- The Washington Times - Tuesday, March 24, 2020

President Trump on Tuesday signed a new law aimed at preventing China from penetrating American telecommunications networks for electronic spying and data collection.

The law calls for the formulation of a national strategy to protect next-generation 5G telecommunications equipment, amid fears Chinese firms have seized a commanding lead in the marketplace.

“The strategy will protect the American people from security threats to telecommunications networks and 5G technology,” Mr. Trump said in a signing statement.

The measure is the latest effort by the U.S. government to prevent Chinese telecommunications companies such as Huawei Technologies Ltd. and ZTE from entering the U.S. market. Officials fear China could use its equipment for spying and data collection through “back doors” in Huawei equipment.

In January, the president signed a law prohibiting telecom carriers from using U.S. subsidiaries to buy equipment from Huawei and ZTE. That law also called on the Federal Communications Commission to fund the removal of all Chinese telecommunications equipment from rural American providers — including some that service U.S. nuclear missile bases in the West.

The federal government is providing $1 billion to replace the Chinese equipment.

The bill signed Tuesday passed by the Senate this month and the House in January with bipartisan support.

The law requires “maximizing” security of 5G systems, infrastructure and software. The U.S. has been urging European and Asian allies — with mixed success — not to allow Huawei to help build their new national 5G networks.

American intelligence officials have said Huawei and other companies are required by Chinese law to provide Chinese intelligence services with access to their equipment. China has given Huawei a $100 billion line of credit to finance its global expansion.

Both Huawei and the Chinese government have denied the claims the company poses a security risk. Huawei is the largest telecommunications equipment manufacturer in the world, and its only major rivals are the European companies Ericsson and Nokia.

In May, Mr. Trump targeted Huawei with an executive order and Commerce Department export controls. The new law does not call for nationalizing the 5G infrastructure or systems, a proposal contemplated by the White House shortly after Mr. Trump took office.

Some security experts say government intervention is the only way to prevent China from cornering the market on 5G systems, given the company’s price competitiveness and backing from the government in Beijing. Huawei also has deep relationships with countries around the world from its work on the previous 4G telecommunications networks.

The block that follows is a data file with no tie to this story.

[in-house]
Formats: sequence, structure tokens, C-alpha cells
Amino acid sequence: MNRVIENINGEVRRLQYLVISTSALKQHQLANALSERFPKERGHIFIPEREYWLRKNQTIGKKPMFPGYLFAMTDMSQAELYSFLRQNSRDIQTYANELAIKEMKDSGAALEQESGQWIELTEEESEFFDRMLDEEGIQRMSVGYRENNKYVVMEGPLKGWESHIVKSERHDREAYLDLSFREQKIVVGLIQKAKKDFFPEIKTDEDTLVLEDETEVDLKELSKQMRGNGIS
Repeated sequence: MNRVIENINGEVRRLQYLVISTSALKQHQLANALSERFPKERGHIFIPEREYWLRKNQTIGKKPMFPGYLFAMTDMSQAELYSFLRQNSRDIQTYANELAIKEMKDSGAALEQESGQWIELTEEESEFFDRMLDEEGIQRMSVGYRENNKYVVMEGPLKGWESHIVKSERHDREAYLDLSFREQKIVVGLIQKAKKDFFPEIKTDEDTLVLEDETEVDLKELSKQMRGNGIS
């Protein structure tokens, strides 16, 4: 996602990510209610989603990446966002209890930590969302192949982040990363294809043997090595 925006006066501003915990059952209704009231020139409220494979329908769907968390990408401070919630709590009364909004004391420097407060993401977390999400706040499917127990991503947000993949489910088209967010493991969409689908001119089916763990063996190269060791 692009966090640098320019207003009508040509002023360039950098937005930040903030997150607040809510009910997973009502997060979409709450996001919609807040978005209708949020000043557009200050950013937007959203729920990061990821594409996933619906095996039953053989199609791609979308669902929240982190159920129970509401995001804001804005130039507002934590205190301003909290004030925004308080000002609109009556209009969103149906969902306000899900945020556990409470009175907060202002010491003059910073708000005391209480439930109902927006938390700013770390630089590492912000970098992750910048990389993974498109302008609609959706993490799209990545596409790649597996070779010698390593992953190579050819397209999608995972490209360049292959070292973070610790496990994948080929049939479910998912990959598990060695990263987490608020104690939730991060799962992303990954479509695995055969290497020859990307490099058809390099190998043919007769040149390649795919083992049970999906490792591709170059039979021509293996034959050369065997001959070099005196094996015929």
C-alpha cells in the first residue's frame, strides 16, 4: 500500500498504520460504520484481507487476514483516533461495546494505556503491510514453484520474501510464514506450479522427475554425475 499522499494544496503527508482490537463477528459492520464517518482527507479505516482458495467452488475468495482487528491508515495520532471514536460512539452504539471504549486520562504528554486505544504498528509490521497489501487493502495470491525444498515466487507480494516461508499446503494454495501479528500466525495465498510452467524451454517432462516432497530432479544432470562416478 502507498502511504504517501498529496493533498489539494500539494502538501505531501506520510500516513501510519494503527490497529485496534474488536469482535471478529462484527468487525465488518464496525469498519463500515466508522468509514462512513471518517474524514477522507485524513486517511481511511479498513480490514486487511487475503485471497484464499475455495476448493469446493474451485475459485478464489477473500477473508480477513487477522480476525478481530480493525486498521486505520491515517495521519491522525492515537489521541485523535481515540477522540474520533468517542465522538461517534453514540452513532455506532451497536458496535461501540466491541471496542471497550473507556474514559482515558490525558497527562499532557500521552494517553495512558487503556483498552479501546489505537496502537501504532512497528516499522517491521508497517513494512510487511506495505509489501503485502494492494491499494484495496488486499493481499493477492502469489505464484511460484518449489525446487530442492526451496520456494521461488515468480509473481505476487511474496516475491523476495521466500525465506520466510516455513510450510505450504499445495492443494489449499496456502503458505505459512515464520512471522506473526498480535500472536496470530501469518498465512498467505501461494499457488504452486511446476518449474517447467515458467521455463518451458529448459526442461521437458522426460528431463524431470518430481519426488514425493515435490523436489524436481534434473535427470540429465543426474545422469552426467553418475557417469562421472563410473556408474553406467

“I’m very concerned about Huawei and other Chinese technologies,” Defense Secretary Mark Esper said in congressional testimony earlier this month. “I think we need to take a very careful eye with regard to our export controls — Chinese technology in general, Huawei specifically — and I think we need to be very conscious of Chinese technology in our system.”

But there has been reported Pentagon opposition to the Commerce Department regulations restricting Chinese equipment purchases.

“I need to balance the equation and to make sure we understand our own technology companies, ensuring that we have access to that as well,” Mr. Esper told lawmakers.

Huawei sued the U.S. government for banning its products under a 2019 defense authorization law that prohibits the federal government from doing any business with Huawei, ZTE or any vendors tied to the Chinese. A federal judge in Texas last month ruled against Huawei’s challenge to that law.

Retired Air Force Brig. Gen. Robert Spalding, a former White House National Security Council official, warned in a January 2018 memorandum that the United States was losing the 5G race to China and that the technology will a major battleground for U.S.-China competition.

Gen. Spalding called for a joint U.S. government-private “moonshot” effort to build a 5G system in three years.

“You have to look at 5G as part of a longer-term campaign for Chinese dominance of information technology and command, control, communications and intelligence, surveillance and reconnaissance against the free world,” he said.

But the general said the new legislation signed by Mr. Trump on Tuesday does not have much that is new.

“We will have to see how it is implemented,” he said.

• Bill Gertz can be reached at bgertz@washingtontimes.com.

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